Today, October 9, 2009, the Nobel Peace Prize was awarded to President Barack Obama. He is the third sitting President in American history to receive the award, followed by Teddy Roosevelt and Woodrow Wilson. President Jimmy Carter also won the prize but not while he was in office serving as President.
The Norwegian Nobel Committee stated,
“Obama has as President created a new climate in international politics. Multilateral diplomacy has regained a central position, with emphasis on the role that the United Nations and other international institutions can play.”
Additionally, they explained,
World leaders have warmly congratulated President Obama, applauding the Nobel Committee for their unanimous choice even though President Obama has been in office for less than a year.
Here is a sampling of reaction from the world community:
“I congratulate you on being awarded the Nobel Peace Prize. I am convinced that it is the right decision, which significantly reinforces our family of Nobel laureates,” Gorbachev said in a letter to Obama published on the Gorbachev Foundation website.
“Your efforts have helped to bring about a significant change in the international climate. I feel close affinity to your vision of the global world and of relations among nations. Implementing it will require strong will, statesmanship and mastery of communication. It will also require support from Americans and from men and women of good will throughout the world,” Gorbachev said.
“What wonderful recognition of someone who has already made such an impact on our planet with regards to the Muslim world, nuclear disarmament, climate change and, to some extent, the Middle East. He has reached out to the Arab world, including Iran, and North Korea.
“In a way, it’s an award – coming near the beginning of the first term of office of a relatively young President – that anticipates an even greater contribution towards making our world a safer place for all. It is an award that speaks to the promise of President Obama’s message of hope.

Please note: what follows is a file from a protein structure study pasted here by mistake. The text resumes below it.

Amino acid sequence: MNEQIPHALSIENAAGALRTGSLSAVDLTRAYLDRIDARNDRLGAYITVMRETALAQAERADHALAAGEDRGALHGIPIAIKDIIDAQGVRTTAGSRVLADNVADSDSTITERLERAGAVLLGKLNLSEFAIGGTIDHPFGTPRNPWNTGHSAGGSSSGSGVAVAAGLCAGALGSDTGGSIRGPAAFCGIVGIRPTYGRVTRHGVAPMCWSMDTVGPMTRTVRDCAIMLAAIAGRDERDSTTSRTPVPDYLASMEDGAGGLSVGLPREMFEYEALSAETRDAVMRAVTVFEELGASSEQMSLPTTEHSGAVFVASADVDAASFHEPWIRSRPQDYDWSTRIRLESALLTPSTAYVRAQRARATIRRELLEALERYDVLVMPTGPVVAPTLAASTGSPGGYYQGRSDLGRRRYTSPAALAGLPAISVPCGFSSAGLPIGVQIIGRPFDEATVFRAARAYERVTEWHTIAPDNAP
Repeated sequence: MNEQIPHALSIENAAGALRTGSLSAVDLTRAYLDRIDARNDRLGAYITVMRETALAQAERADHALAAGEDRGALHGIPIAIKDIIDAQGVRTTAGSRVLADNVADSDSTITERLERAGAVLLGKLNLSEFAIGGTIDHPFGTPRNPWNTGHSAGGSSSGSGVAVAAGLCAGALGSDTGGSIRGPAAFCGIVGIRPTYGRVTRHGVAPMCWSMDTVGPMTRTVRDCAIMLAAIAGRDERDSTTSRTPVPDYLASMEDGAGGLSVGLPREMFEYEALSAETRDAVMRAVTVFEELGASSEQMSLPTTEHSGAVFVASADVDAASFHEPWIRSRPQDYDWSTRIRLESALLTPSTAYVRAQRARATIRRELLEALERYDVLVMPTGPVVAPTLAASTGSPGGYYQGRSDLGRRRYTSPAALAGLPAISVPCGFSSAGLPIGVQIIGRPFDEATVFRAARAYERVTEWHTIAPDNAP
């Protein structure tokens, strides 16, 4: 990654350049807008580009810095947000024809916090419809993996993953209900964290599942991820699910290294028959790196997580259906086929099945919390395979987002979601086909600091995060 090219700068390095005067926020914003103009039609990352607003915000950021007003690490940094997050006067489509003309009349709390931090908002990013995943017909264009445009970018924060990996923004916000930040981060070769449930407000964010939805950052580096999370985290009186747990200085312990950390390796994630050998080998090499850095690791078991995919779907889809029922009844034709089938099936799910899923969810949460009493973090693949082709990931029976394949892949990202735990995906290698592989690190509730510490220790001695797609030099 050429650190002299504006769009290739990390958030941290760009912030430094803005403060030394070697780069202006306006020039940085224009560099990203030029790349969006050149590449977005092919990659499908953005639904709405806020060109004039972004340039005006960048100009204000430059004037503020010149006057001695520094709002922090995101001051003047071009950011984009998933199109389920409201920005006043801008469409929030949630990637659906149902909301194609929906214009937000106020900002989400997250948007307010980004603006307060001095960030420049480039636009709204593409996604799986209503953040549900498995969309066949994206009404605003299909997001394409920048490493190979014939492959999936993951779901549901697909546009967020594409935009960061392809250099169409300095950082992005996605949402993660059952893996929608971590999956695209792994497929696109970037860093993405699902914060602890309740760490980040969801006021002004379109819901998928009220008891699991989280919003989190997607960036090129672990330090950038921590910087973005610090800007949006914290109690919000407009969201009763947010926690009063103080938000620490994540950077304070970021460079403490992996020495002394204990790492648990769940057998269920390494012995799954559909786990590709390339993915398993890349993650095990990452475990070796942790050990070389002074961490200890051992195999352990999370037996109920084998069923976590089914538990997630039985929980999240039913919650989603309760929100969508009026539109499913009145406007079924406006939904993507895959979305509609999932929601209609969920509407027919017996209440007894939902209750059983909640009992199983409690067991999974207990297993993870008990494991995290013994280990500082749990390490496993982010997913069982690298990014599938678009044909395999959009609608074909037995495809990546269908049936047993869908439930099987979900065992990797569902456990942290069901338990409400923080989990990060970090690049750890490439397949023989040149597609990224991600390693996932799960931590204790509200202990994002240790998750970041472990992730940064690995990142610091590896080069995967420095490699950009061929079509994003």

“The prize is a magnificent endorsement for the first African American President in history, who will become the first serving American President to receive the Nobel Peace Prize since Woodrow Wilson 90 years ago, for his role in founding the League of Nations.
“The Nelson Mandela Foundation, on behalf of its Founder Nelson Mandela, welcomes the awarding of the Nobel Peace Prize to President Barack Obama.We trust that this award will strengthen his commitment, as the leader of the most powerful nation in the world, to continue promoting peace and the eradication of poverty.”
I would like to wholeheartedly welcome and congratulate United States President Barack Obama on winning the Nobel Peace Prize for 2009. This is great news for President Obama, for the people of the United States, and for the United Nations. We are entering an era of renewed multilateralism, a new era where the challenges facing humankind demand global common cause and uncommon global effort. President Obama embodies the new spirit of dialogue and engagement on the world’s biggest problems: climate change, nuclear disarmament and a wide range of peace and security challenges. President Obama’s commitment to work through the United Nations gives the world’s people fresh hope and fresh prospects. We at the United Nations highly applaud him, and the Nobel Committee for its choice. I look forward to further deepening the United States-United Nations partnership as a key building block to a better and safer world for all. Again, I send my deepest and wholehearted congratulations to President Obama. I wish him continued success.
“President Obama is working to restore American leadership worldwide and build bonds of friendship across the globe. The Nobel Peace Prize is a testament to his leadership and vision and a tribute to American values. I offer my congratulations to President Obama on this outstanding achievement.”